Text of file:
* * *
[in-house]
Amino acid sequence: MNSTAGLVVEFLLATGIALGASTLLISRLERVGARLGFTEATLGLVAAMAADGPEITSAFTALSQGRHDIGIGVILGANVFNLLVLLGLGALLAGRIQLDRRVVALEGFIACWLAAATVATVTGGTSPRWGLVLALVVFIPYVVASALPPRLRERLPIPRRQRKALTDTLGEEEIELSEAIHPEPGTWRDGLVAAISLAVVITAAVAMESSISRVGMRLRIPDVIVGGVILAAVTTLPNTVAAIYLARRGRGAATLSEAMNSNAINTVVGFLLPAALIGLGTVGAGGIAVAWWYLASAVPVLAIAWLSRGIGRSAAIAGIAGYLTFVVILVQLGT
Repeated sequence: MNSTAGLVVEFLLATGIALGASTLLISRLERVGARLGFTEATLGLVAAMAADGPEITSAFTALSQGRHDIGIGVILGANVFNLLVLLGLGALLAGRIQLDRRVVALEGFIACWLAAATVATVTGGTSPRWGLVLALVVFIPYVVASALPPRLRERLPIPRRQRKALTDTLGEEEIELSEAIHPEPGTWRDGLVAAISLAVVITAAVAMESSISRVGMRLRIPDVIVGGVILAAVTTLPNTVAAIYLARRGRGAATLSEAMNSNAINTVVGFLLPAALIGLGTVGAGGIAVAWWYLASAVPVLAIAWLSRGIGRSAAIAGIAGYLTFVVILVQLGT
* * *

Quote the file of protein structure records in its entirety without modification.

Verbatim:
[in-house]
Amino acid sequence: MNSTAGLVVEFLLATGIALGASTLLISRLERVGARLGFTEATLGLVAAMAADGPEITSAFTALSQGRHDIGIGVILGANVFNLLVLLGLGALLAGRIQLDRRVVALEGFIACWLAAATVATVTGGTSPRWGLVLALVVFIPYVVASALPPRLRERLPIPRRQRKALTDTLGEEEIELSEAIHPEPGTWRDGLVAAISLAVVITAAVAMESSISRVGMRLRIPDVIVGGVILAAVTTLPNTVAAIYLARRGRGAATLSEAMNSNAINTVVGFLLPAALIGLGTVGAGGIAVAWWYLASAVPVLAIAWLSRGIGRSAAIAGIAGYLTFVVILVQLGT
Repeated sequence: MNSTAGLVVEFLLATGIALGASTLLISRLERVGARLGFTEATLGLVAAMAADGPEITSAFTALSQGRHDIGIGVILGANVFNLLVLLGLGALLAGRIQLDRRVVALEGFIACWLAAATVATVTGGTSPRWGLVLALVVFIPYVVASALPPRLRERLPIPRRQRKALTDTLGEEEIELSEAIHPEPGTWRDGLVAAISLAVVITAAVAMESSISRVGMRLRIPDVIVGGVILAAVTTLPNTVAAIYLARRGRGAATLSEAMNSNAINTVVGFLLPAALIGLGTVGAGGIAVAWWYLASAVPVLAIAWLSRGIGRSAAIAGIAGYLTFVVILVQLGT